Issued by the Committee on Accounting Procedure American Institute of Certified Public Accountants 270 Madison Avenue, New York 16, N. Y.
Copyright 1959 by American Institute of Certified Public Accountants
August, 1959 No. 51
Consolidated Financial Statements
Purpose of Consolidated Statements
1. The purpose of consolidated statements is to present, primarily for the benefit of the shareholders and creditors of the parent company, the results of operations and the financial position of a parent company and its subsidiaries essentially as if the group were a single company with one or more branches or divisions. There is a presumption that consolidated statements are more meaningful than separate statements and that they are usually necessary for a fair pre-sentation when one of the companies in the group directly or indirectly has a controlling financial interest in the other companies.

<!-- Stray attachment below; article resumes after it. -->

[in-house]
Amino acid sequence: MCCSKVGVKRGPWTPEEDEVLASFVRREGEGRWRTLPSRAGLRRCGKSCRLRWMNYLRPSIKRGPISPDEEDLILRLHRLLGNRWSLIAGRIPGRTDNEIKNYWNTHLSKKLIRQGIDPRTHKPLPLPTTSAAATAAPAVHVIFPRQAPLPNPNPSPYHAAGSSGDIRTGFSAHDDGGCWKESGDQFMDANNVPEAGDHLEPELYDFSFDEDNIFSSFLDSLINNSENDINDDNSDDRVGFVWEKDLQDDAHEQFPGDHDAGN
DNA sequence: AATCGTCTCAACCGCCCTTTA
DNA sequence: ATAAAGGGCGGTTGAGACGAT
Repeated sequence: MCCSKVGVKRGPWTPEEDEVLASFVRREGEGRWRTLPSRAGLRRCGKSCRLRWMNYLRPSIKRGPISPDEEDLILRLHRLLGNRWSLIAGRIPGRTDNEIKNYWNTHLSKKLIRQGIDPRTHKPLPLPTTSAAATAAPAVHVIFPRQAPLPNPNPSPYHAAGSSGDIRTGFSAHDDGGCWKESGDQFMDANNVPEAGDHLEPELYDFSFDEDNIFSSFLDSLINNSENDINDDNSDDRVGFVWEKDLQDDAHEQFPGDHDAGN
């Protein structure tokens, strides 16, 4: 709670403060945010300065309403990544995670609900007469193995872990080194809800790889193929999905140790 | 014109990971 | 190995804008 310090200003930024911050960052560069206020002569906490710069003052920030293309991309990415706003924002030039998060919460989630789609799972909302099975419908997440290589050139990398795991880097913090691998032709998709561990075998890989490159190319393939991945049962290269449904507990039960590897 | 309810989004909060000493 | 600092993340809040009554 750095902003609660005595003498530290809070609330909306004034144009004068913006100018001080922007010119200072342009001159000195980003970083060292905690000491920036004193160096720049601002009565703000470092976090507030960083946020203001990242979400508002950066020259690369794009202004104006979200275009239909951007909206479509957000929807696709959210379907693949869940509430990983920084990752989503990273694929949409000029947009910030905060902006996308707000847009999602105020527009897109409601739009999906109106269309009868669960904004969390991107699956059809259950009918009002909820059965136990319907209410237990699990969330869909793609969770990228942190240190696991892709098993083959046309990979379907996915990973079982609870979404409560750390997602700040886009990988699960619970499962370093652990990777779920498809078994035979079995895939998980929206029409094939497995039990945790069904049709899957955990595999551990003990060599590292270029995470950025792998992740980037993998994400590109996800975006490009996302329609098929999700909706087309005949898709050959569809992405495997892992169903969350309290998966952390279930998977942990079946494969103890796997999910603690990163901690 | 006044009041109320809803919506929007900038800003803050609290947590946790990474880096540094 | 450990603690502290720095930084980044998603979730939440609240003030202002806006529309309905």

2. The usual condition for a controlling financial interest is owner-ship of a majority voting interest, and, therefore, as a general rule ownership by one company, directly or indirectly, of over fifty per cent of the outstanding voting shares of another company is a condition pointing toward consolidation. However, there are exceptions to this general rule. For example, a subsidiary should not be consolidated where control is likely to be temporary, or where it does not rest with the majority owners (as, for instance, where the subsidiary is in legal reorganization or in bankruptcy). There may also be situations where the minority interest in the subsidiary is so large, in relation to the equity of the shareholders of the parent in the consolidated net assets, that the presentation of separate financial statements for the two com-panies would be more meaningful and useful. However, the fact that